SAI Independence Rapid Advocacy Mechanism
Independence is a critical prerequisite for any SAI to carry out its mandate. The independence of a SAI from the executive bodies it audits is fundamental to its role in public accountability and in building trust between the state and society. The essential role of SAI independence has been clearly established by INTOSAI in the Lima and Mexico Declarations, and confirmed in United Nations resolutions 66/209 and 69/228. These resolutions call on member states to promote the efficiency, accountability, effectiveness and transparency of public administration by strengthening SAIs, and specifically SAI independence.
Unfortunately, evidence shows that levels of financial and operational independence are low and declining in many parts of the world. SAI Heads face reduced protection from unjust removal; SAIs face increased executive interference in their budgets; SAI audit reports are not followed up; and SAIs face restrictions in publishing the results of their audits.
Given these realities, SAI independence has been made a priority in both the INTOSAI and IDI Strategic Plans and is high on the agenda of Development Partners. IDI has dedicated a work stream to support Independent SAIs andis working to scale-up its support for SAI independence globally. This includes stepping up IDI’s advocacy, raising awareness of threats toand breaches of SAI independence and brokering support for SAIs facing challenges to their independence. IDI plans to receive, review, and respond to these threats/breaches through the SAI Independence Rapid Advocacy Mechanism (SIRAM).
SIRAM will help the INTOSAI and donor communities deliver timely and effective responses to political developments or legal reforms which may negatively affect the independence of a SAI. Such threats may manifest themselves through amendmentsto a country’s constitution, changes to the budget or audit law, attempts to remove the Head(s) of the SAI,delays or interference in theappointment of the Head of SAIor even proposed abolitionor downgradingof the SAI itself. Through SIRAM, IDI, INTOSAI, Development Partners and other stakeholders can work together to organise advocacy and response solutions that will help support SAIs in maintaining and securing their independence. Elements of SIRAM have been piloted in 2019 in North Macedonia and Somalia with success, and will now be standardised.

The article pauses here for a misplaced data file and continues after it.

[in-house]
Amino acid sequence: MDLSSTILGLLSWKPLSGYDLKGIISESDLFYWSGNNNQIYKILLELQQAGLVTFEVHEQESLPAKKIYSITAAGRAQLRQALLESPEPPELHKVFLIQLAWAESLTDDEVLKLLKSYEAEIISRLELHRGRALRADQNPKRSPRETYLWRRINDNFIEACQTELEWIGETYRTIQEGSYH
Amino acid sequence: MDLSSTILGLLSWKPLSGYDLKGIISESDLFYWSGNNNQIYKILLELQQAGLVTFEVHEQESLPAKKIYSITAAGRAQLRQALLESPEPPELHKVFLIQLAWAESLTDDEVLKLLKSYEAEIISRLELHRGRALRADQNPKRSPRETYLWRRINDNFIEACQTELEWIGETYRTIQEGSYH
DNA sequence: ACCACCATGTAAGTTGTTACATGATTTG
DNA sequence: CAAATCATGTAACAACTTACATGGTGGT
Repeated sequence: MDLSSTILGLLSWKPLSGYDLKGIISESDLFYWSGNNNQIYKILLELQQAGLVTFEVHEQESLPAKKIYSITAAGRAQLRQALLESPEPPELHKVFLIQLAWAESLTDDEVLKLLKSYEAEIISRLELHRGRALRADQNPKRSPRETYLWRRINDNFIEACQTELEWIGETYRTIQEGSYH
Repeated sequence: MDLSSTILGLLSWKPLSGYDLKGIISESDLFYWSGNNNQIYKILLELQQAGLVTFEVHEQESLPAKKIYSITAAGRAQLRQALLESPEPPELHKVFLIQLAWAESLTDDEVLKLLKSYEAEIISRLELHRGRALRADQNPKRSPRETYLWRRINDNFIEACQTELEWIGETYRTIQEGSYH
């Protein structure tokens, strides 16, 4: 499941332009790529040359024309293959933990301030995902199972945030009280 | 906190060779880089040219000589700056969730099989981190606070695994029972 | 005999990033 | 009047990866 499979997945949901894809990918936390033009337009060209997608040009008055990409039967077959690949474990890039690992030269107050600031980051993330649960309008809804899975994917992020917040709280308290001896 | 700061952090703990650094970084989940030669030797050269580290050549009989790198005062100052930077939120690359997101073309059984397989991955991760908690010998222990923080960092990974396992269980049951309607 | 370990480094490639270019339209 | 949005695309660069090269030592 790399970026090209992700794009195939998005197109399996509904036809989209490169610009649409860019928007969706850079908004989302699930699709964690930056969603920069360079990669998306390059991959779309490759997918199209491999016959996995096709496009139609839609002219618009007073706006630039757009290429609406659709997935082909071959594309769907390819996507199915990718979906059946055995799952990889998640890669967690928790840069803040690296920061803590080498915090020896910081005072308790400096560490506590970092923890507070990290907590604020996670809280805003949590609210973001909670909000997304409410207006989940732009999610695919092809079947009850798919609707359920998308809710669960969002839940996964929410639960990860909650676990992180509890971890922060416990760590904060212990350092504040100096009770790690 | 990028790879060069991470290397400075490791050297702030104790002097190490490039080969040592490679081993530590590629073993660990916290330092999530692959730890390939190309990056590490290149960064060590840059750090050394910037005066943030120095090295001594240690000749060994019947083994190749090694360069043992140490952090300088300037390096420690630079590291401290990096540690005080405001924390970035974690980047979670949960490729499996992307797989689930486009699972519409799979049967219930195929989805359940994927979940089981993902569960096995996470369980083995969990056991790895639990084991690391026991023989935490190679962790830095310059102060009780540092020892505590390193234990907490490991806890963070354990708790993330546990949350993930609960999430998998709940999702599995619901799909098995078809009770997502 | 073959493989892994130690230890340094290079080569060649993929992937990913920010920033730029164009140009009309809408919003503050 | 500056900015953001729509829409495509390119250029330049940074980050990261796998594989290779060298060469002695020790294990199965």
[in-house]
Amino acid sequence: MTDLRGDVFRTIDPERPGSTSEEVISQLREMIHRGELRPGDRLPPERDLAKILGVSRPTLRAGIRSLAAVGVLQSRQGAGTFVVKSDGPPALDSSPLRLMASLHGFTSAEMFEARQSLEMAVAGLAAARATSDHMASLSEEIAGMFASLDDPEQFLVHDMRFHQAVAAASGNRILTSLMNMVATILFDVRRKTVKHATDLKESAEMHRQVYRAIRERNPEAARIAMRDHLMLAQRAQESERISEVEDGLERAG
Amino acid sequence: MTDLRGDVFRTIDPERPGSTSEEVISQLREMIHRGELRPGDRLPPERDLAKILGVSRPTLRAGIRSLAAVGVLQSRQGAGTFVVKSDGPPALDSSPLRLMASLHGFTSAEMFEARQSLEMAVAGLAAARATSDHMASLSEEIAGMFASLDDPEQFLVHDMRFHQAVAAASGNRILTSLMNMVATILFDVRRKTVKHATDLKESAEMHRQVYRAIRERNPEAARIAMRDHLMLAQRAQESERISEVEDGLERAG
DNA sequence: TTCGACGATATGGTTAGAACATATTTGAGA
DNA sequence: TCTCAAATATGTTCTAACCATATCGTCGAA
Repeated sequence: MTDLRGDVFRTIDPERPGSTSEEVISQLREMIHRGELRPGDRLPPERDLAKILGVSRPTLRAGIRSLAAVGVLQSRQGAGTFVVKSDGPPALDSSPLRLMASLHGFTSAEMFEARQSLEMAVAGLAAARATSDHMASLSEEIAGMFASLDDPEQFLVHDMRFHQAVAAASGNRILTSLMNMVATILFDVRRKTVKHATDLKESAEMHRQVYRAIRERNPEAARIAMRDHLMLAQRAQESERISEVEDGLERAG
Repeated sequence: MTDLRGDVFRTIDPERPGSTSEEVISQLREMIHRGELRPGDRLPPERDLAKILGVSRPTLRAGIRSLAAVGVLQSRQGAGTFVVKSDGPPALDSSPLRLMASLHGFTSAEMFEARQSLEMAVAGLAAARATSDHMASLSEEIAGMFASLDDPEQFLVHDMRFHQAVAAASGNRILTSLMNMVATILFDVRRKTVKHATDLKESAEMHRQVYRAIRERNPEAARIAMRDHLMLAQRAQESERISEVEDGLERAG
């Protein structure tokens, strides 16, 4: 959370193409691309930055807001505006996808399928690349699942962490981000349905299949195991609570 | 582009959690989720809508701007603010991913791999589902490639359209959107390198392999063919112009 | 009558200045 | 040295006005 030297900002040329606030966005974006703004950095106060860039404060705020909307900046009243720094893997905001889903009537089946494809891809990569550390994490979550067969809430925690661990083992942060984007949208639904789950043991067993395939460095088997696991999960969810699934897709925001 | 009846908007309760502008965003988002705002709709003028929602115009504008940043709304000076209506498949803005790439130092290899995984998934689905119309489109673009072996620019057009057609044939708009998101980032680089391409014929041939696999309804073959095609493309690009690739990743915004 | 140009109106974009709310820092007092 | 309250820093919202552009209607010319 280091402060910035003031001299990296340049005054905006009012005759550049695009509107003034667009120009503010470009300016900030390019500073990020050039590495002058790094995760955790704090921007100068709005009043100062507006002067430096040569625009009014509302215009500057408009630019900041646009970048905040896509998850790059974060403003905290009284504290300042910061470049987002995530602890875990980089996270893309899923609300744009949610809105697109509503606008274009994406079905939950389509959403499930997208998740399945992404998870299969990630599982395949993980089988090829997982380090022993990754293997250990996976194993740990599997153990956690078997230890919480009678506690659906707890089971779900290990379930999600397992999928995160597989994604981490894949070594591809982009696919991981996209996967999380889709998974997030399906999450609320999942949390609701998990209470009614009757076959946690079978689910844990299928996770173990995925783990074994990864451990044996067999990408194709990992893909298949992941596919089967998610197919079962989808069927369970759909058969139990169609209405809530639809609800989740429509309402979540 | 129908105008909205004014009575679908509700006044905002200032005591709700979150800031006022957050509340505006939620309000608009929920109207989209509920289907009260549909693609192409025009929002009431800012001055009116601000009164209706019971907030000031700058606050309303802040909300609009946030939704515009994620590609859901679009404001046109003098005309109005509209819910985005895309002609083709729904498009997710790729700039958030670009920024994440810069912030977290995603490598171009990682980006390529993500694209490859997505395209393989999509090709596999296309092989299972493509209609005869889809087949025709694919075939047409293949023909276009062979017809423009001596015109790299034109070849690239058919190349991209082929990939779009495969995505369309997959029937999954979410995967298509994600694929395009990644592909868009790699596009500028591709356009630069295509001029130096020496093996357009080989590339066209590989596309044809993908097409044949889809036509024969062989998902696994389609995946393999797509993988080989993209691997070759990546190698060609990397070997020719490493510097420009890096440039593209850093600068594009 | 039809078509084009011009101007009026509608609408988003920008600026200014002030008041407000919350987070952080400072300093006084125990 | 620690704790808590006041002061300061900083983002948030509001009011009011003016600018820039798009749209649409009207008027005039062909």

SIRAM is divided into four stages: 1) Information gathering, 2) Assess, 3) Respond, and 4) Follow-up. The first stageis the initialinformation-gathering where IDI will do a preliminary review of the reported or identified threat/breach of one of the eight pillars of SAI independence as outlined in the Mexico Declaration (ISSAI-P 10) to establish whether it is a genuine and real, and deliver an preliminary conclusion within 15 days. If the preliminary review concludes that the threat/breach is genuine and real, IDI will reach out to the SAI in question (if not already done). Advocacy support under the SIRAM can be provided only if the SAI facing the breach/threat requests or agrees to the support.
Once approval comes from the SAI, the information gatheringstage is complete, andthe process continues to the assessment phase (stage 2).In this stage, IDI will work with the SAI and external stakeholders, where appropriate, to further review the breach/threat, understand its specific nature and context, and develop a response strategy.The IDI aspires to complete this within 30 days of receiving the initial report. In the response stage (stage 3), IDI and stakeholders will work with the SAI to take concrete action against the breach/threat, based on the results from the assessment. Potential responses can include, but are not limited to:issuance of statements to relevant authorities, provision of targeted advocacy supportat the country, global or regional levels, in-country missionstoengage with stakeholders, and support in drafting legal provisions for relevant acts and regulations. These responses may come from IDI, or from stakeholders, depending on the situation, and will be issued in agreement with the threatened SAI.If a SAIIndependence Ambassador (being discussed in the INTOSAI-Donor Cooperation) is appointed, he/she could be a valuable partner in the various responses.
After the initial response(s), the follow-up stage (stage 4) will ensure that IDI and other relevant stakeholders remain involved in the quest of or long-term maintenance of the SAI’s independence. In some cases, follow-up may entail long-term engagement between IDI, Development Partners,the SAI and potential other stakeholders.
If you are aware of a threat to a SAI's independence, please contact us.